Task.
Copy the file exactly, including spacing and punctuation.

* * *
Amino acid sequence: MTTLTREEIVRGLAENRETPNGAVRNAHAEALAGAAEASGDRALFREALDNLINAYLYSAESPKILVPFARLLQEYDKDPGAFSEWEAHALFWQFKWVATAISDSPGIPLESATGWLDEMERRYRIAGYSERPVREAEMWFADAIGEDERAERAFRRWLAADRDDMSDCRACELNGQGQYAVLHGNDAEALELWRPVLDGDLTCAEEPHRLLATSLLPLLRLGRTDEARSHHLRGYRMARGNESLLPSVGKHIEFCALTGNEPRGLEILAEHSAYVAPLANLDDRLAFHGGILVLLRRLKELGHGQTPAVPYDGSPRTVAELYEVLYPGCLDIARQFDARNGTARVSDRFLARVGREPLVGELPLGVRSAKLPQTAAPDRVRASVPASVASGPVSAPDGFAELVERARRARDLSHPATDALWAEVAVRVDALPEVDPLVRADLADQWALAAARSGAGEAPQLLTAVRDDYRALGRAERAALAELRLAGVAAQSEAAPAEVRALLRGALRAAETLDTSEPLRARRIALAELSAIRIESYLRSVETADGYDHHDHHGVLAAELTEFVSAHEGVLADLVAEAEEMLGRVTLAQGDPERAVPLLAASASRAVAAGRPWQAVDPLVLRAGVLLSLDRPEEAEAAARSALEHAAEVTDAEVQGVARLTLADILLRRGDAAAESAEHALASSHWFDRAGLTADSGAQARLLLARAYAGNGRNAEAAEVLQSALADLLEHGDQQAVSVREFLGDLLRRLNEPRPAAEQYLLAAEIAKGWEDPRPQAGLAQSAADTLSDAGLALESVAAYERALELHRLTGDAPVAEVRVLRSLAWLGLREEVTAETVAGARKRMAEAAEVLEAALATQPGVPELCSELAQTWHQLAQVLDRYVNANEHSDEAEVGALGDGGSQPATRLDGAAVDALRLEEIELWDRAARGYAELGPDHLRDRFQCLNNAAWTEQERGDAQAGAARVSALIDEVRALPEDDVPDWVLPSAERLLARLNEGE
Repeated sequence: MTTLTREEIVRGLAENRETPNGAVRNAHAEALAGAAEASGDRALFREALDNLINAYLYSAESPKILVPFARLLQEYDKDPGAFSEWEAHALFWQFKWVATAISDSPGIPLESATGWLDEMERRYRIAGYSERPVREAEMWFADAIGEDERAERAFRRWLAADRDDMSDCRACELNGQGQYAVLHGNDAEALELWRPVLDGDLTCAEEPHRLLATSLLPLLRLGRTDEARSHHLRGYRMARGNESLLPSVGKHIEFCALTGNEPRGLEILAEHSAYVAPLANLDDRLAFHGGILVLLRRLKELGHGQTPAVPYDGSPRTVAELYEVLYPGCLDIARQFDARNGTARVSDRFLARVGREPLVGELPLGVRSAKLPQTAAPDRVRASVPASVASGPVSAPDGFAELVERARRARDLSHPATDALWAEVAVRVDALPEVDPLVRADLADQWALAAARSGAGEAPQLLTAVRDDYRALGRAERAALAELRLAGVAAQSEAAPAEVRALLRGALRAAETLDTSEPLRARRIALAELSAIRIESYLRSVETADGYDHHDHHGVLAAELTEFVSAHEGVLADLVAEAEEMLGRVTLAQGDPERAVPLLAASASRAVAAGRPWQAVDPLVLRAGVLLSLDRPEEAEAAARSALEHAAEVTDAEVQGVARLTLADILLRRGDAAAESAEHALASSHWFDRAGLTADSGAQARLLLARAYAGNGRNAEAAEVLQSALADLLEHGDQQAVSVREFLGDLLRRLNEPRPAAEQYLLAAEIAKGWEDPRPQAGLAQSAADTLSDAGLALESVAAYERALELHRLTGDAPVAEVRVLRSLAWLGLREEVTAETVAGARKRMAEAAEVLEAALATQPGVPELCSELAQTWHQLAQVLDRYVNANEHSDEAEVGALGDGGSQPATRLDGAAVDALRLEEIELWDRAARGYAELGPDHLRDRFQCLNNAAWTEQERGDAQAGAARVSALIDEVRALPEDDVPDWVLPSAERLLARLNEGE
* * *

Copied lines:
Amino acid sequence: MTTLTREEIVRGLAENRETPNGAVRNAHAEALAGAAEASGDRALFREALDNLINAYLYSAESPKILVPFARLLQEYDKDPGAFSEWEAHALFWQFKWVATAISDSPGIPLESATGWLDEMERRYRIAGYSERPVREAEMWFADAIGEDERAERAFRRWLAADRDDMSDCRACELNGQGQYAVLHGNDAEALELWRPVLDGDLTCAEEPHRLLATSLLPLLRLGRTDEARSHHLRGYRMARGNESLLPSVGKHIEFCALTGNEPRGLEILAEHSAYVAPLANLDDRLAFHGGILVLLRRLKELGHGQTPAVPYDGSPRTVAELYEVLYPGCLDIARQFDARNGTARVSDRFLARVGREPLVGELPLGVRSAKLPQTAAPDRVRASVPASVASGPVSAPDGFAELVERARRARDLSHPATDALWAEVAVRVDALPEVDPLVRADLADQWALAAARSGAGEAPQLLTAVRDDYRALGRAERAALAELRLAGVAAQSEAAPAEVRALLRGALRAAETLDTSEPLRARRIALAELSAIRIESYLRSVETADGYDHHDHHGVLAAELTEFVSAHEGVLADLVAEAEEMLGRVTLAQGDPERAVPLLAASASRAVAAGRPWQAVDPLVLRAGVLLSLDRPEEAEAAARSALEHAAEVTDAEVQGVARLTLADILLRRGDAAAESAEHALASSHWFDRAGLTADSGAQARLLLARAYAGNGRNAEAAEVLQSALADLLEHGDQQAVSVREFLGDLLRRLNEPRPAAEQYLLAAEIAKGWEDPRPQAGLAQSAADTLSDAGLALESVAAYERALELHRLTGDAPVAEVRVLRSLAWLGLREEVTAETVAGARKRMAEAAEVLEAALATQPGVPELCSELAQTWHQLAQVLDRYVNANEHSDEAEVGALGDGGSQPATRLDGAAVDALRLEEIELWDRAARGYAELGPDHLRDRFQCLNNAAWTEQERGDAQAGAARVSALIDEVRALPEDDVPDWVLPSAERLLARLNEGE
Repeated sequence: MTTLTREEIVRGLAENRETPNGAVRNAHAEALAGAAEASGDRALFREALDNLINAYLYSAESPKILVPFARLLQEYDKDPGAFSEWEAHALFWQFKWVATAISDSPGIPLESATGWLDEMERRYRIAGYSERPVREAEMWFADAIGEDERAERAFRRWLAADRDDMSDCRACELNGQGQYAVLHGNDAEALELWRPVLDGDLTCAEEPHRLLATSLLPLLRLGRTDEARSHHLRGYRMARGNESLLPSVGKHIEFCALTGNEPRGLEILAEHSAYVAPLANLDDRLAFHGGILVLLRRLKELGHGQTPAVPYDGSPRTVAELYEVLYPGCLDIARQFDARNGTARVSDRFLARVGREPLVGELPLGVRSAKLPQTAAPDRVRASVPASVASGPVSAPDGFAELVERARRARDLSHPATDALWAEVAVRVDALPEVDPLVRADLADQWALAAARSGAGEAPQLLTAVRDDYRALGRAERAALAELRLAGVAAQSEAAPAEVRALLRGALRAAETLDTSEPLRARRIALAELSAIRIESYLRSVETADGYDHHDHHGVLAAELTEFVSAHEGVLADLVAEAEEMLGRVTLAQGDPERAVPLLAASASRAVAAGRPWQAVDPLVLRAGVLLSLDRPEEAEAAARSALEHAAEVTDAEVQGVARLTLADILLRRGDAAAESAEHALASSHWFDRAGLTADSGAQARLLLARAYAGNGRNAEAAEVLQSALADLLEHGDQQAVSVREFLGDLLRRLNEPRPAAEQYLLAAEIAKGWEDPRPQAGLAQSAADTLSDAGLALESVAAYERALELHRLTGDAPVAEVRVLRSLAWLGLREEVTAETVAGARKRMAEAAEVLEAALATQPGVPELCSELAQTWHQLAQVLDRYVNANEHSDEAEVGALGDGGSQPATRLDGAAVDALRLEEIELWDRAARGYAELGPDHLRDRFQCLNNAAWTEQERGDAQAGAARVSALIDEVRALPEDDVPDWVLPSAERLLARLNEGE